Matilda bore William eleven children, and he was believed to have been faithful to her, at least up until the time their son Robert rebelled against his father and Matilda sided with Robert against William. After she died, in 1083 at the age of 51, William became tyrannical, and people blamed it on his having lost her. Contrary to the belief that she was buried at St. Stephen's, also called l'Abbaye-aux-Hommes in Caen, Normandy, where William was eventually buried, she is intombed at l'Abbaye aux Dames, which is the Sainte-Trinité church, also in Caen. Of particular interest is the 11th century slab, a sleek black stone decorated with her epitaph, marking her grave at the rear of the church. It is of special note since the grave marker for William was replaced as recently as the beginning of the 19th century. Years later, their graves were opened and their bones measured, proving their physical statures.

[edit] Children

Some doubt exists over how many daughters there were. This list includes some entries which are obscure.

Robert Curthose (c. 1054 – 1134), Duke of Normandy, married Sybil of Conversano, daughter of Geoffrey of Conversano

Adeliza (or Alice) (c. 1055 – ?), reportedly betrothed to Harold II of England (Her existence is in some doubt.)

Cecilia (or Cecily) (c. 1056 – 1126), Abbess of Holy Trinity, Caen

William Rufus (1056 – 1100), King of the English

Richard (1057 – c. 1081), killed by a stag in New Forest

Adela (c. 1062 – 1138), married Stephen, Count of Blois

Agatha (c. 1064 – c. 1080), betrothed to (1) Harold of Wessex, (2) Alfonso VI of Castile

Constance (c. 1066 – 1090), married Alan IV Fergent, Duke of Brittany; poisoned, possibly by her own servants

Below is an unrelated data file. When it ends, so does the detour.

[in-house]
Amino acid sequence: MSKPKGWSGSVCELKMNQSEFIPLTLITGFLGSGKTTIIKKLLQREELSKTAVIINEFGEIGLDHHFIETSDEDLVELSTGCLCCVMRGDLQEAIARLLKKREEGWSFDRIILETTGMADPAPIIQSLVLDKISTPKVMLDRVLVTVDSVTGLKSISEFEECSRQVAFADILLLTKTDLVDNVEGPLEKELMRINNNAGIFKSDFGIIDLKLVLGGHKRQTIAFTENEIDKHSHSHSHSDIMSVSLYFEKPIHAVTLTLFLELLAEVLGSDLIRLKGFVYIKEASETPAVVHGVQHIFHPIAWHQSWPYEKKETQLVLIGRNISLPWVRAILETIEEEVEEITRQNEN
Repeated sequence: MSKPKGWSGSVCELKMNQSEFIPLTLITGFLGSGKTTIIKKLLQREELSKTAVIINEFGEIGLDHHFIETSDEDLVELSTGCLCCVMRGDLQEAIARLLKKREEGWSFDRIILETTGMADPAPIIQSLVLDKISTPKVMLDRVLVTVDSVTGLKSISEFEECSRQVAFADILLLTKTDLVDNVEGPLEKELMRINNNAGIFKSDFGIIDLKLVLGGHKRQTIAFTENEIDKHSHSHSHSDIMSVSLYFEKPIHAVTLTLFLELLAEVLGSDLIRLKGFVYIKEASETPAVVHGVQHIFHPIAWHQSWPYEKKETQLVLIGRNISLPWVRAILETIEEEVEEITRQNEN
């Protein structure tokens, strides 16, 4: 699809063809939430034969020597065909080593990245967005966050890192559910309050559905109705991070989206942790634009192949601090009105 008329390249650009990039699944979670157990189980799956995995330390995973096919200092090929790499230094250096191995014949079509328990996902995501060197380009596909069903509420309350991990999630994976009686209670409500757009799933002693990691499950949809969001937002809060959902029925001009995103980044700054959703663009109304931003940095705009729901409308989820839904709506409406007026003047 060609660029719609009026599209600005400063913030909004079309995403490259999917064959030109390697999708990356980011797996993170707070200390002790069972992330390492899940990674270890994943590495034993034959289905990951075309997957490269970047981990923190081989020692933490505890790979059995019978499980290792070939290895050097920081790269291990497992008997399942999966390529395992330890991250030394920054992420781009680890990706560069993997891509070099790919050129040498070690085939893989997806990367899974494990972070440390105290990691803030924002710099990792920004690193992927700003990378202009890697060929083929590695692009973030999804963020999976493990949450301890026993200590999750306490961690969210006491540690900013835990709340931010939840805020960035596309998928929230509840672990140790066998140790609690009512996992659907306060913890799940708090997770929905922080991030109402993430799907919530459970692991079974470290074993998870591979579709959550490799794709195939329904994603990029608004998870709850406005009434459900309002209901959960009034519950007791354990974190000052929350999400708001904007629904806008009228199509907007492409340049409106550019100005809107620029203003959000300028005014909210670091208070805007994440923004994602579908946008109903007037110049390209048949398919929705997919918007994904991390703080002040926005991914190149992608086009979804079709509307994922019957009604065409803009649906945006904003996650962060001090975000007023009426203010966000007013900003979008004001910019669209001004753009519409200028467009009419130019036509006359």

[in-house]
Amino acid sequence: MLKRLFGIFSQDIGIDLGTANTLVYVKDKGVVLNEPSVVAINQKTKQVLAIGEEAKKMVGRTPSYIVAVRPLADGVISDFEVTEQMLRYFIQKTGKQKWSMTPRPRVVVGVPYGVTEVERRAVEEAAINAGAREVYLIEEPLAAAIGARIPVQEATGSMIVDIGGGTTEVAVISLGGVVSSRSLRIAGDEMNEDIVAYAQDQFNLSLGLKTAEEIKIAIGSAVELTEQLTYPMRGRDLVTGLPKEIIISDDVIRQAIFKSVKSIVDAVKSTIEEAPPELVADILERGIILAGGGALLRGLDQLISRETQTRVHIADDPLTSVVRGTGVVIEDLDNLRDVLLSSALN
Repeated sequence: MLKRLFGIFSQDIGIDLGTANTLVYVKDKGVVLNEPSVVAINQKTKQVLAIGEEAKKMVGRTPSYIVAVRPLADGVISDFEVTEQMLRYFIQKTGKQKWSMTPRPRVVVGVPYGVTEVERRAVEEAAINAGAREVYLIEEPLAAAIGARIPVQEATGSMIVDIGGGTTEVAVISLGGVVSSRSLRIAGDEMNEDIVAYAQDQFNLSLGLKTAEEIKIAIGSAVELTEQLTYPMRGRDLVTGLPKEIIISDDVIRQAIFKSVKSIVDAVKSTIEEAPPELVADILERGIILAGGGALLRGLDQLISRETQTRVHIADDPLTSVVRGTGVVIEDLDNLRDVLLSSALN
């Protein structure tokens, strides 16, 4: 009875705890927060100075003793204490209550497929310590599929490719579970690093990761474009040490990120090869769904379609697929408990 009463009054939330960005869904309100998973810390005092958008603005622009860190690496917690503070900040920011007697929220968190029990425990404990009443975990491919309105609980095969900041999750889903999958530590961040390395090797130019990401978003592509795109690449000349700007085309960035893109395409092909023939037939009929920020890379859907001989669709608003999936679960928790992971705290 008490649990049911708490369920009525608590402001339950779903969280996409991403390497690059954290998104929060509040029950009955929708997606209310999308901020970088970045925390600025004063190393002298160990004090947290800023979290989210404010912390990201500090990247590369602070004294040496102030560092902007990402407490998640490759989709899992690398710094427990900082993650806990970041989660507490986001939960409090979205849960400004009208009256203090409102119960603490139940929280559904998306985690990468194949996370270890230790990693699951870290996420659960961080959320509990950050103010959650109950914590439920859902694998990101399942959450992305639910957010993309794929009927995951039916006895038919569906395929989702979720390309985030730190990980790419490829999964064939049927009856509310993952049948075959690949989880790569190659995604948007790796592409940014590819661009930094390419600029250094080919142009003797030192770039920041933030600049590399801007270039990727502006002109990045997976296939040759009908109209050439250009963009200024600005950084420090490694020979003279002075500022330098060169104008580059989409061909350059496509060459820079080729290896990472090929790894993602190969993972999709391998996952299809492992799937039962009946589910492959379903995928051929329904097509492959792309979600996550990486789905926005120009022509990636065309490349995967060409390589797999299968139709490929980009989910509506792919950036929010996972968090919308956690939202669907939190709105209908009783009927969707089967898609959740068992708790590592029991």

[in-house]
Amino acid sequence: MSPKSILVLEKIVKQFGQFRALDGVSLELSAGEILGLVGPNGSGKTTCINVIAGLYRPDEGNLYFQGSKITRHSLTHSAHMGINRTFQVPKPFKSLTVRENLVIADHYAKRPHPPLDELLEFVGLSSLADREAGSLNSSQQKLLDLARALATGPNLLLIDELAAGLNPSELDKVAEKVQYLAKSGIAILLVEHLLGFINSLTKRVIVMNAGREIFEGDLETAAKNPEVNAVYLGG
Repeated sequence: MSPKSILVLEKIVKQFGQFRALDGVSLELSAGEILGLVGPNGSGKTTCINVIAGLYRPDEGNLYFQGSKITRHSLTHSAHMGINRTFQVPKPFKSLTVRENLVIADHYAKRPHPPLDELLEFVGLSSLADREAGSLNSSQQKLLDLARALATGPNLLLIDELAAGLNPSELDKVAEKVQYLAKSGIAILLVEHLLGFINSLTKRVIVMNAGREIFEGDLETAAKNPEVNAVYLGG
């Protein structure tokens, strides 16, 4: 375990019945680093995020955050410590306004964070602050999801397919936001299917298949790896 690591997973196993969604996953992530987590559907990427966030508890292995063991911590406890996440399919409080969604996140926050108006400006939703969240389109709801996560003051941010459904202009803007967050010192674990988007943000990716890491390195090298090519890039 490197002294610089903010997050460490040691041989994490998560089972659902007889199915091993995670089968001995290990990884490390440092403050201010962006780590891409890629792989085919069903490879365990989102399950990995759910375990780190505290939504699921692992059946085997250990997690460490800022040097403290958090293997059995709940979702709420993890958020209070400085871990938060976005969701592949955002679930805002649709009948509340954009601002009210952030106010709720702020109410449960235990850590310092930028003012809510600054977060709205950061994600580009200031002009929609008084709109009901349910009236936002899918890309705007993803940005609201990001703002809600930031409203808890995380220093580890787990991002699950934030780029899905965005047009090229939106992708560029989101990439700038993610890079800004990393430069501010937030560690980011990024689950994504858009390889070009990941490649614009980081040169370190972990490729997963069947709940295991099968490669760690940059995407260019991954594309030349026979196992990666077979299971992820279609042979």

Matilda (very obscure, her existence is in some doubt)

Henry Beauclerc (1068–1135), King of England, married (1) Edith of Scotland, daughter of Malcolm III, King of Scotland, (2) Adeliza of Louvain

Gundred (c. 1063 – 1085), wife of William de Warenne (c. 1055 – 1088), was formerly thought of as being yet another of Matilda's daughters, with speculation that she was William I's full daughter, a step-daughter, or even a foundling or adopted daughter. However, this connection to William I has now been firmly debunked--see Gundred's discussion page for further information.

Matilda was a seventh generation direct descendent of Alfred the Great. Her marriage to William strengthened his claim to the throne through her. Every sovereign of England is directly descended continously from her, including Queen Elizabeth II.

[edit] References

^ Hilliam, Paul (2005). William the Conqueror: First Norman King of England. New York City, New York: Rosen Publishing Group, 20. ISBN 1-4042-0166-1.

English royalty

Preceded by

Edith of Wessex Queen consort of the English

25 December 1066 – 2 November 1083 Succeeded by

Matilda of Scotland

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Matilda of Flanders (c. 1031 – 2 November 1083) was Queen consort of the Kingdom of England and the wife of William I the Conqueror.

She was the daughter of count Baldwin V of Flanders, and Adèle (1000-1078/9), daughter of Robert II of France.

At 4'2" (127 cm) tall, Matilda was Britain's smallest adult queen, according to the Guinness Book of Records. According to legend, Matilda (or "Maud") told the representative of William, Duke of Normandy (later king of England as William the Conqueror), who had come asking for her hand, that she was far too high-born (being descended from King Alfred the Great of England) to consider marrying a bastard. When that was repeated to him, William rode from Normandy to Bruges, found Matilda on her way to church, dragged her off her horse by her long braids, threw her down in the street in front of her flabbergasted attendants, and then rode off. Another version of the story states that William rode to Matilda's father's house in Lille, threw her to the ground in her room (again, by the braids), and hit her (or violently shook her) before leaving. Naturally Baldwin took offense at this but, before they drew swords, Matilda settled the matter. [1] by deciding to marry him, and even a papal ban (on the grounds of consanguinity) did not dissuade her. They were married in 1053.